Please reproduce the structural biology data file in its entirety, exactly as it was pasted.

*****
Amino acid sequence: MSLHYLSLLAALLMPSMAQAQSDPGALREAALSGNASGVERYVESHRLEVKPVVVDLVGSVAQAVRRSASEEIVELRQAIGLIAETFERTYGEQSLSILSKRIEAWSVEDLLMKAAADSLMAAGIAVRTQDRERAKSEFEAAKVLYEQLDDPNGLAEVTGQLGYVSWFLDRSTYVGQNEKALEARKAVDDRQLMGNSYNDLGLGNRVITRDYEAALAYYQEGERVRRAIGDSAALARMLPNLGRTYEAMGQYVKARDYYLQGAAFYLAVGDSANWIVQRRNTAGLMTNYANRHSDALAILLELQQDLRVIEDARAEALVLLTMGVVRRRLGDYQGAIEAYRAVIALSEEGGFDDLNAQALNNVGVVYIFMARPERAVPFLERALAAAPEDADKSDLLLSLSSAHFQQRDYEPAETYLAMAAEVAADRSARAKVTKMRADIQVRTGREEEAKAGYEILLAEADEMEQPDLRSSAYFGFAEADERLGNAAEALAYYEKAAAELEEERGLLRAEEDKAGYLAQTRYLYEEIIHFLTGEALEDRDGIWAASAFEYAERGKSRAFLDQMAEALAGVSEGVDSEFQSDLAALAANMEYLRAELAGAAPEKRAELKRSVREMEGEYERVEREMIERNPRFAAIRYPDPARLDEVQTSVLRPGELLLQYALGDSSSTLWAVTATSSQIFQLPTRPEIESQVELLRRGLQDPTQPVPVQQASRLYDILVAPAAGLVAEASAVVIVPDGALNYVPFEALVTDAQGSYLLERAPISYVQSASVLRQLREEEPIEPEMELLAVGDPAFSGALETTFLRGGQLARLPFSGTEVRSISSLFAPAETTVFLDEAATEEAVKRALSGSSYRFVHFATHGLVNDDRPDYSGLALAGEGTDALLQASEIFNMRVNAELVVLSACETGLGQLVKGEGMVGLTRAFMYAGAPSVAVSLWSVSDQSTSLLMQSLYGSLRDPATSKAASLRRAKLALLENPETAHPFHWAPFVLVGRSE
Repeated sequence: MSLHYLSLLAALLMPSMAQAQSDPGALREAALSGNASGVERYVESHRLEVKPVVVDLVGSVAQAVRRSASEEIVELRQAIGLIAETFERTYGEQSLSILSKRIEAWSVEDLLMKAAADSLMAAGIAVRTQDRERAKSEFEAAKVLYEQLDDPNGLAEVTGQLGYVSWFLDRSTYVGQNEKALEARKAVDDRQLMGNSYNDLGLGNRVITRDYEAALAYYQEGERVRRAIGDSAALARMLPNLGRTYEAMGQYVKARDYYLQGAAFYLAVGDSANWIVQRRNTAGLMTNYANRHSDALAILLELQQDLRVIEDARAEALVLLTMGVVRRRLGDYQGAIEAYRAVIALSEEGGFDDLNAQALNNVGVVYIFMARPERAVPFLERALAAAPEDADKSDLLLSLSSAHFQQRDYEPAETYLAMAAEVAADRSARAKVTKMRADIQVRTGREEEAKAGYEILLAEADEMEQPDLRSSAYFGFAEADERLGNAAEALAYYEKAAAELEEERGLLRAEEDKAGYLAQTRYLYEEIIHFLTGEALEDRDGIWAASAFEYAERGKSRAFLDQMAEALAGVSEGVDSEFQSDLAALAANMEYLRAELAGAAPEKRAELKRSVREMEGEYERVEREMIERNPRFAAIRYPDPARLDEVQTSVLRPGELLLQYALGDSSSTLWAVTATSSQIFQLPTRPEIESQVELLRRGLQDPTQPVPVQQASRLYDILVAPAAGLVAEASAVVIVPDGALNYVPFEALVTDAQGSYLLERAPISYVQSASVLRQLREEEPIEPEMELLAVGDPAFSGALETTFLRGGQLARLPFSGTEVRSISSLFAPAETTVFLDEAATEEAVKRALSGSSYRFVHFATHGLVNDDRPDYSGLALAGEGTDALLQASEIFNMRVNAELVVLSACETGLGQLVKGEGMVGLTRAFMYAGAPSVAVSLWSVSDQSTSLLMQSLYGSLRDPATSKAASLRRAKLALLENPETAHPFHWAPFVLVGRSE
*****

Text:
Amino acid sequence: MSLHYLSLLAALLMPSMAQAQSDPGALREAALSGNASGVERYVESHRLEVKPVVVDLVGSVAQAVRRSASEEIVELRQAIGLIAETFERTYGEQSLSILSKRIEAWSVEDLLMKAAADSLMAAGIAVRTQDRERAKSEFEAAKVLYEQLDDPNGLAEVTGQLGYVSWFLDRSTYVGQNEKALEARKAVDDRQLMGNSYNDLGLGNRVITRDYEAALAYYQEGERVRRAIGDSAALARMLPNLGRTYEAMGQYVKARDYYLQGAAFYLAVGDSANWIVQRRNTAGLMTNYANRHSDALAILLELQQDLRVIEDARAEALVLLTMGVVRRRLGDYQGAIEAYRAVIALSEEGGFDDLNAQALNNVGVVYIFMARPERAVPFLERALAAAPEDADKSDLLLSLSSAHFQQRDYEPAETYLAMAAEVAADRSARAKVTKMRADIQVRTGREEEAKAGYEILLAEADEMEQPDLRSSAYFGFAEADERLGNAAEALAYYEKAAAELEEERGLLRAEEDKAGYLAQTRYLYEEIIHFLTGEALEDRDGIWAASAFEYAERGKSRAFLDQMAEALAGVSEGVDSEFQSDLAALAANMEYLRAELAGAAPEKRAELKRSVREMEGEYERVEREMIERNPRFAAIRYPDPARLDEVQTSVLRPGELLLQYALGDSSSTLWAVTATSSQIFQLPTRPEIESQVELLRRGLQDPTQPVPVQQASRLYDILVAPAAGLVAEASAVVIVPDGALNYVPFEALVTDAQGSYLLERAPISYVQSASVLRQLREEEPIEPEMELLAVGDPAFSGALETTFLRGGQLARLPFSGTEVRSISSLFAPAETTVFLDEAATEEAVKRALSGSSYRFVHFATHGLVNDDRPDYSGLALAGEGTDALLQASEIFNMRVNAELVVLSACETGLGQLVKGEGMVGLTRAFMYAGAPSVAVSLWSVSDQSTSLLMQSLYGSLRDPATSKAASLRRAKLALLENPETAHPFHWAPFVLVGRSE
Repeated sequence: MSLHYLSLLAALLMPSMAQAQSDPGALREAALSGNASGVERYVESHRLEVKPVVVDLVGSVAQAVRRSASEEIVELRQAIGLIAETFERTYGEQSLSILSKRIEAWSVEDLLMKAAADSLMAAGIAVRTQDRERAKSEFEAAKVLYEQLDDPNGLAEVTGQLGYVSWFLDRSTYVGQNEKALEARKAVDDRQLMGNSYNDLGLGNRVITRDYEAALAYYQEGERVRRAIGDSAALARMLPNLGRTYEAMGQYVKARDYYLQGAAFYLAVGDSANWIVQRRNTAGLMTNYANRHSDALAILLELQQDLRVIEDARAEALVLLTMGVVRRRLGDYQGAIEAYRAVIALSEEGGFDDLNAQALNNVGVVYIFMARPERAVPFLERALAAAPEDADKSDLLLSLSSAHFQQRDYEPAETYLAMAAEVAADRSARAKVTKMRADIQVRTGREEEAKAGYEILLAEADEMEQPDLRSSAYFGFAEADERLGNAAEALAYYEKAAAELEEERGLLRAEEDKAGYLAQTRYLYEEIIHFLTGEALEDRDGIWAASAFEYAERGKSRAFLDQMAEALAGVSEGVDSEFQSDLAALAANMEYLRAELAGAAPEKRAELKRSVREMEGEYERVEREMIERNPRFAAIRYPDPARLDEVQTSVLRPGELLLQYALGDSSSTLWAVTATSSQIFQLPTRPEIESQVELLRRGLQDPTQPVPVQQASRLYDILVAPAAGLVAEASAVVIVPDGALNYVPFEALVTDAQGSYLLERAPISYVQSASVLRQLREEEPIEPEMELLAVGDPAFSGALETTFLRGGQLARLPFSGTEVRSISSLFAPAETTVFLDEAATEEAVKRALSGSSYRFVHFATHGLVNDDRPDYSGLALAGEGTDALLQASEIFNMRVNAELVVLSACETGLGQLVKGEGMVGLTRAFMYAGAPSVAVSLWSVSDQSTSLLMQSLYGSLRDPATSKAASLRRAKLALLENPETAHPFHWAPFVLVGRSE